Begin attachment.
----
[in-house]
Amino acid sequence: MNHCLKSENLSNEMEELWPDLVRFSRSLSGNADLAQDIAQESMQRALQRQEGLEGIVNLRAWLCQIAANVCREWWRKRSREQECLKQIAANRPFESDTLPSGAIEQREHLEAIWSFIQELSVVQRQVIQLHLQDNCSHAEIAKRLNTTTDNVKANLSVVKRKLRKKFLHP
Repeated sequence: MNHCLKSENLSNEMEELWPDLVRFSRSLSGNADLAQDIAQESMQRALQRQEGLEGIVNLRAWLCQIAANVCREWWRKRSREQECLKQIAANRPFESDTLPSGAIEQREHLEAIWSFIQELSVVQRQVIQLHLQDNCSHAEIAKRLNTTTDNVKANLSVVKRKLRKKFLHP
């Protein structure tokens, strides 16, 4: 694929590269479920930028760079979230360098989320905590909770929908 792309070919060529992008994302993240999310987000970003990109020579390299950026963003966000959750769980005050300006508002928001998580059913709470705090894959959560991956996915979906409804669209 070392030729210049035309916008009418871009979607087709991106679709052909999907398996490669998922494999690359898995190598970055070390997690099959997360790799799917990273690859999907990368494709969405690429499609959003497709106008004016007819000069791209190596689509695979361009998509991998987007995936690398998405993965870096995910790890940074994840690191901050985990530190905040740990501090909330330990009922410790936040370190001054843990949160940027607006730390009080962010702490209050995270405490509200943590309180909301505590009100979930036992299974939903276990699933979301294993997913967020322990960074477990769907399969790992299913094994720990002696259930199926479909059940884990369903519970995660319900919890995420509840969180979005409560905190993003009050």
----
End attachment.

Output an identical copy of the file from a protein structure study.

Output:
[in-house]
Amino acid sequence: MNHCLKSENLSNEMEELWPDLVRFSRSLSGNADLAQDIAQESMQRALQRQEGLEGIVNLRAWLCQIAANVCREWWRKRSREQECLKQIAANRPFESDTLPSGAIEQREHLEAIWSFIQELSVVQRQVIQLHLQDNCSHAEIAKRLNTTTDNVKANLSVVKRKLRKKFLHP
Repeated sequence: MNHCLKSENLSNEMEELWPDLVRFSRSLSGNADLAQDIAQESMQRALQRQEGLEGIVNLRAWLCQIAANVCREWWRKRSREQECLKQIAANRPFESDTLPSGAIEQREHLEAIWSFIQELSVVQRQVIQLHLQDNCSHAEIAKRLNTTTDNVKANLSVVKRKLRKKFLHP
């Protein structure tokens, strides 16, 4: 694929590269479920930028760079979230360098989320905590909770929908 792309070919060529992008994302993240999310987000970003990109020579390299950026963003966000959750769980005050300006508002928001998580059913709470705090894959959560991956996915979906409804669209 070392030729210049035309916008009418871009979607087709991106679709052909999907398996490669998922494999690359898995190598970055070390997690099959997360790799799917990273690859999907990368494709969405690429499609959003497709106008004016007819000069791209190596689509695979361009998509991998987007995936690398998405993965870096995910790890940074994840690191901050985990530190905040740990501090909330330990009922410790936040370190001054843990949160940027607006730390009080962010702490209050995270405490509200943590309180909301505590009100979930036992299974939903276990699933979301294993997913967020322990960074477990769907399969790992299913094994720990002696259930199926479909059940884990369903519970995660319900919890995420509840969180979005409560905190993003009050």